Daily Fishing and Outdoor Report

Sat. Oct 6, 2007: Crowded out there -- and fishing is decent to boot

(This is my one fundraiser of the year. I use it to take stock of what folks think of my website(s) and to cover the time and expense accrued by the site(s). I have enjoyed working my daily and weekly updates this past year. Switching to the blog format has allowed for a freer writing style. I get to put in a lot of fun (and opinionated) stuff. By the same token, I couldn’t stay up and running if it weren’t for your emails, letters and calls. I want to point out that there are some ads on my (site(s). These ARE NOT mine. I actually hope to buy them out via donations.
My sincere thanks and appreciation to all donators.
Jay Mann
222 18th Street
Ship Bottom, NJ

Saturday, October 06, 2007: Waves; Still sizeable, 3-4 feet with some larger sets; This is the fifth day of this strong groundswell. It is not too bit to fish but it has surfcasters and boaters keeping a trained eye around the inlets and when fishing near the beach.

Water temps are in some other dimension for October. I took a 72 degree reading on the outgoing at Little Egg and beachfront temps are in the upper 60s to near 70. Again: October 6.

Fishing pressure was, as expected, high to very high. The bizarre weather and a load of fishing event had the anglers out in serious numbers.

The LBI Surf Fishing Classic has begun and though I haven’t checked to see if there were any first day weigh-ins, I have reports that yesterday and the day before had the shops weighing in fish that would have passed the 34-inch minimum for the Classic. Those fish were from the north and south ends.

(While eels are working, I probably shouldn’t bring that up. I’m not wild about American eels as bait. It is a very stressed fishery. Eels have a vital and complex role in the marine and freshwater ecosystems. Their natural history, culminating in their final mating run to the Sargasso Sea, is astounding. I just kinda feel they deserve a better fate that than bait, when the likes of spot, herring, and bunker are just as good. By the same token, I respect the many anglers who were raised on using eels for larger bass.)

Bluefishing is still blazing near the inlets. In Holgate, it remains ducks-in-a-barrel fishing. Some fellows who were grabbing 15 apiece to give to needy families, were on their way to their bag after 45 minutes of casting mullet-rigged mullet. As for slammers. I have heard of barrages of big blues along the beach but the Classic will tell the tale. That first $125 weekend prize for biggest blue (and bass) makes a nice incentive. At the behest f a couple anglers, I’m looking into a Rescue Mission that can use the bluefish meat from Classic weigh-ins.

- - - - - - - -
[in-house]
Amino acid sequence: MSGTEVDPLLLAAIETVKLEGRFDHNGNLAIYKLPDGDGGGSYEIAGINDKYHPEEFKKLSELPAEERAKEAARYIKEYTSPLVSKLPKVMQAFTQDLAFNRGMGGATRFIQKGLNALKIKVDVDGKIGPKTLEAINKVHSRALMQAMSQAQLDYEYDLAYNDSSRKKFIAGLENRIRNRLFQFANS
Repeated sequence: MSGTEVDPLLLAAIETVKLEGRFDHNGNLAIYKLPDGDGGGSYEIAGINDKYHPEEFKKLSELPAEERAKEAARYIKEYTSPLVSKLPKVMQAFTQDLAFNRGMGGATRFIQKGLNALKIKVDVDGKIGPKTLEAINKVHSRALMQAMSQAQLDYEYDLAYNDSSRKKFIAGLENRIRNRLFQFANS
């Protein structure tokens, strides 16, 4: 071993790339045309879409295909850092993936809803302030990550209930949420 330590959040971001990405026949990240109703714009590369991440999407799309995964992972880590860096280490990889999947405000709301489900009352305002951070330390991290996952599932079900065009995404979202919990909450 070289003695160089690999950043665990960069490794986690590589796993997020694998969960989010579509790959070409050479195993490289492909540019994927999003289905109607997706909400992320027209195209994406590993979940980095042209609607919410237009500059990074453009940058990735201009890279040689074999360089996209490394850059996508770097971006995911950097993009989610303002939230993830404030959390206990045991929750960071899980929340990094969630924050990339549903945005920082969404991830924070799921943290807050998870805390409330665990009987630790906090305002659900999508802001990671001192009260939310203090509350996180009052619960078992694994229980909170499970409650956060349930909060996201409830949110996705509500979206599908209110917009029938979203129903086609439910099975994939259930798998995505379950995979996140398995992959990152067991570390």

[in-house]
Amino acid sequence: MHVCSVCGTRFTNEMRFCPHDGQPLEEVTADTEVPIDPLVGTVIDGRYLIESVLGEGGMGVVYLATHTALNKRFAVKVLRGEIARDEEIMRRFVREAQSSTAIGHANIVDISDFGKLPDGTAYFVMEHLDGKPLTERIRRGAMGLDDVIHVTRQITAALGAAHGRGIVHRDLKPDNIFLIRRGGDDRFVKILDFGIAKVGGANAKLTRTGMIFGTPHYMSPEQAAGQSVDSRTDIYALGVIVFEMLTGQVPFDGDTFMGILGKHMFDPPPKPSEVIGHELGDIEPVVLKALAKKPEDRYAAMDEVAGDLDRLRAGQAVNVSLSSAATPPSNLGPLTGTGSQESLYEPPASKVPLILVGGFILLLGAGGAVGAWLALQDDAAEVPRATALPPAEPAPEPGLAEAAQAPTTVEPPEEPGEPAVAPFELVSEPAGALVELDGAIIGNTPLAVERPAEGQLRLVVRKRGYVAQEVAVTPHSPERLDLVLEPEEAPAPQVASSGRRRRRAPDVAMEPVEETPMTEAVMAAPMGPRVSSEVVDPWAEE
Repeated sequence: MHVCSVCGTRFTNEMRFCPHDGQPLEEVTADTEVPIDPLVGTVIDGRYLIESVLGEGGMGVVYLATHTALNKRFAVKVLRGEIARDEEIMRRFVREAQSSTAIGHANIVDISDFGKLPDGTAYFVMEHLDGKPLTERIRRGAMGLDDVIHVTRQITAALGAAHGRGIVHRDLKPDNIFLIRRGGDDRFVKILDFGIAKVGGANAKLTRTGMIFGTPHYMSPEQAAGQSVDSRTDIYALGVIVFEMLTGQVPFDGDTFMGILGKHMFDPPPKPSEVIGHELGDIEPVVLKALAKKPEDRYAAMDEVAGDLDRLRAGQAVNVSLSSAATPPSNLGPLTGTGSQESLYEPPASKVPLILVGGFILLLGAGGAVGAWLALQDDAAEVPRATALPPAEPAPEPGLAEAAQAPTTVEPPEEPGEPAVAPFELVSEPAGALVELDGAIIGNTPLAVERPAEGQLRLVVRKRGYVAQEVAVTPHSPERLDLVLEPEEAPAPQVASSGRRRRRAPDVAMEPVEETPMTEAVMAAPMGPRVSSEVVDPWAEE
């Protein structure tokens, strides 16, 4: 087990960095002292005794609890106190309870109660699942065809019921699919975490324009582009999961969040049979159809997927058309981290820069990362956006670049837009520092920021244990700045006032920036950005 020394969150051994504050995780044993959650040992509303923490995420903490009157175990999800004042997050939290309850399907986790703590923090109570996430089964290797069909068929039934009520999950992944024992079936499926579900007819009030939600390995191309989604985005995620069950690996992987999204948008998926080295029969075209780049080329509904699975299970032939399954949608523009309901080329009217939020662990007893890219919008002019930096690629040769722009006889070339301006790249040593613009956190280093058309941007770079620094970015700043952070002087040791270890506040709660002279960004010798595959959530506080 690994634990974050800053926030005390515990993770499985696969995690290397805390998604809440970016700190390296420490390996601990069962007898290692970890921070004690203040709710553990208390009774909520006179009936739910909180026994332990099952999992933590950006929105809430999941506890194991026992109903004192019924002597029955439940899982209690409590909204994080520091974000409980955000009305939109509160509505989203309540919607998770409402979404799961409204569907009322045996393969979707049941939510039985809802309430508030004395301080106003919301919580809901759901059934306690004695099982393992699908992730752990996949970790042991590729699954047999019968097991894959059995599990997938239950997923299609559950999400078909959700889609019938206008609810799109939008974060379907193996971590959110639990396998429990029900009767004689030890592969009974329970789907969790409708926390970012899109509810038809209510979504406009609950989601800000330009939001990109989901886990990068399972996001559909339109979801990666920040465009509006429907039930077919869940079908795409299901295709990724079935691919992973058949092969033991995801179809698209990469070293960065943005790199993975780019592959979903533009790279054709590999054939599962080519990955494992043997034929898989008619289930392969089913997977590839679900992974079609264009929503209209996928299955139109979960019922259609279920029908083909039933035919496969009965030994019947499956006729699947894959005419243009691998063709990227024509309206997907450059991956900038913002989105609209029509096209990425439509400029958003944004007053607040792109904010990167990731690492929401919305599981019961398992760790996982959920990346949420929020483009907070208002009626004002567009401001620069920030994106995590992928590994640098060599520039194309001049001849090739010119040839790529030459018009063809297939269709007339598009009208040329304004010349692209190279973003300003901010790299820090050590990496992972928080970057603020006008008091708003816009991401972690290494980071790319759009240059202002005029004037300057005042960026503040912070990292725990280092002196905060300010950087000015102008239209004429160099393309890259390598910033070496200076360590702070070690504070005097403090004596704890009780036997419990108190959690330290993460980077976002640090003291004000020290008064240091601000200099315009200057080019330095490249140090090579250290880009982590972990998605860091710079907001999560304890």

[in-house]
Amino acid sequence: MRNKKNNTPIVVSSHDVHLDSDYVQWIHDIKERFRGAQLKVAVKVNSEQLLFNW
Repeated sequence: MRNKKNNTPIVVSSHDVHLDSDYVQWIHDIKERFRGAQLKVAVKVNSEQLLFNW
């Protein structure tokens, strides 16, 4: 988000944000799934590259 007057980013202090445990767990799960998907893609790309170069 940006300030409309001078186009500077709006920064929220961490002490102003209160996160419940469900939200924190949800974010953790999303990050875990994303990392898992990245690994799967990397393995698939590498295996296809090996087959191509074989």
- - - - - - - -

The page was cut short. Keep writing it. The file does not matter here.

Odd bluefish exchange: I enjoy seeing how many folks keep all these “good eating size” blues. The fishery is fine. I did have a very down exchange with a chap from the region who is from an era that has remained rough around the social edges. I brought up eater blues and his off the frayed cuff comment not only degraded blues but, in describing them, threw in a racial insult that was that close to getting my guff. Now here’s the sad part. I asked him why he didn’t like the taste of blues. “I don’t eat no fish of any kind,” he all but spat out. What’s wrong with that frickin’ picture?

Croakers are spotty but sure hit the spot if they’re where you’re fishing. While driving the beachfront, a number of casters had a slew of them. It was not an across-the-board bite, though. One fellow in Holgate had a dozen in short order.

Weakfishing is still hot if you know the ropes. Even of you’re not sure where the top late-season sites are, simply working the channels near the inlets using pink plastics can get result in the predawn hours right up to rising sun. Even during the day, rogue weaks are in the drifting and jig picture, though blues have their way with the plastics. A 5-pound weak was caught near the Rip in Holgate.

Virtually everyone putting time into surfcasting using whole mullet or strips is landing a fluke or five. Some of the must-go-back flatties are 20 inches and over.

While clamming, I overheard some boaters saying, “Tomorrow we’ll go after some flatfish.” They used that odd word “flatfish” instead of fluke. Still sounds fishy to me.

No, I didn’t get the boat’s reg. I quit being a “game warden” years ago. I am, though, a nonstop keeper of the flame when it comes to guarding the Holgate refuge, as some donuters found out the hard way a couple days back. They had just begun to do insane banks off the berm, kinda like off-the-lips on a wave. It was stupid to begin with since they hadn’t even let air out of their Jeep’s tires. They were only remotely testy when Is topped them. And I pulled a good one out of the hat. I told them I had taken down their license plate and I was taking photos of their tire imprint in the sand and if that imprint was found (I think I used the stupid expression “Acting up”), they would hear from the cops. Hell, I’m sure they use that forensic tire imprint stuff at murder scenes but what are the odds of our local cops going to that degree to go after Holgate joyriders? Still, it sounded really convincing when I said it.

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